During review of the regulation, the working group determined that, although the NISPOM provides requirements and procedures for entities, this regulation did not include many of the coinciding oversight requirements for agencies. We therefore expanded the revision to include adding aspects of NISP implementation for which the agencies have a responsibility that weren’t already spelled out in the regulation. These proposed changes include adding responsibility provisions for CSAs and Government contracting activities (GCAs), standards by which they make entity and employee eligibility determinations for access to classified information, standards for assessing foreign ownership, control, or influence and for mitigating or negating it, and identifying CSA and non-CSA agency responsibilities for security classification and for authorizing entity information systems to process classified information. While CSAs and other agencies have been carrying out these responsibilities since the establishment of the NISP under E.O. 12829, and they have been spelled out in the NISPOM, they were not previously included in this regulation. We are including them to ensure agencies consistently apply the NISP requirements for all entities that have access to classified information and thereby aid in reducing processing burdens on entities. This affords agencies the opportunity to ensure that they are complying with existing NISP requirements, to include verifying that all current contracts or agreements with contractors, licensees, or grantees include appropriate security requirements. E.O. 12829 was amended by E.O. 13691, Promoting Private Sector Cybersecurity Information Sharing, in February 2015. The amendment established the DHS as a CSA, not limited to the classified critical infrastructure protection program (CCIPP). As part of its CSA responsibilities, DHS will perform oversight of critical sector entities participating in the CCIPP. We also incorporated DHS responsibilities as a CSA and the provisions of the CCIPP into this revision. …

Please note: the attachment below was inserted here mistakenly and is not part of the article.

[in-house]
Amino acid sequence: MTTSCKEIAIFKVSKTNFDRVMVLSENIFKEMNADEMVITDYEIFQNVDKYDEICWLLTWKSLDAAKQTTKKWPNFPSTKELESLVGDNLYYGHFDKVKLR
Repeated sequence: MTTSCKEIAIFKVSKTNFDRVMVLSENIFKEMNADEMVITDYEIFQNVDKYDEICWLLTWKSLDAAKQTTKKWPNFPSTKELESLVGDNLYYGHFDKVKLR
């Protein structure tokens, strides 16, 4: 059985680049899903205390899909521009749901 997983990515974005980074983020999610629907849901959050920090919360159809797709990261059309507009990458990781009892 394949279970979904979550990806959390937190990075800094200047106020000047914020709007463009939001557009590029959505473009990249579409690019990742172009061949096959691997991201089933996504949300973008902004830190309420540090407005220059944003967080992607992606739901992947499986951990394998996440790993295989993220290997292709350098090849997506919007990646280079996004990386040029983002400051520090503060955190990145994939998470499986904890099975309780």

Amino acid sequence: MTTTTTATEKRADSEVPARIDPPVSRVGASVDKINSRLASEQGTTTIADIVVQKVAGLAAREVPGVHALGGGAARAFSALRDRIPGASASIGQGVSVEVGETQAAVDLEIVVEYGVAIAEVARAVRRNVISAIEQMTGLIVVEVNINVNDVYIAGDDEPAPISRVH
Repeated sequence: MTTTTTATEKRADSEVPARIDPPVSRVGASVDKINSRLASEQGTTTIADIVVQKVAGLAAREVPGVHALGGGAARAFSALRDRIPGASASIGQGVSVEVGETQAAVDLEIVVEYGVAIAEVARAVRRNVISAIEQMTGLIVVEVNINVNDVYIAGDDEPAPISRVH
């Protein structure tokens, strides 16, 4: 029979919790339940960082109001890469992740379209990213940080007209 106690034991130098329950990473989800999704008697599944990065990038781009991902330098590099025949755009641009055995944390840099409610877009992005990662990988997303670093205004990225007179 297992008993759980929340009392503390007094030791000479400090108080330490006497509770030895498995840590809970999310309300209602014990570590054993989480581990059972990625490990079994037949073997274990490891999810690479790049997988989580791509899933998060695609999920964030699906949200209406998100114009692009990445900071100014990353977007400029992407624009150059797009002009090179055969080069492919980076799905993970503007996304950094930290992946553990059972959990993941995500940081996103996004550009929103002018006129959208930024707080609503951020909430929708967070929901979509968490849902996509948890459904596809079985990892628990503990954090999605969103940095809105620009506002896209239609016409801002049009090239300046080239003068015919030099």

Dated: January 3, 2017.
David S. Ferriero, Archivist of the United States.
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5. State Posts 2017 Civil Monetary Penalties Inflationary Adjustment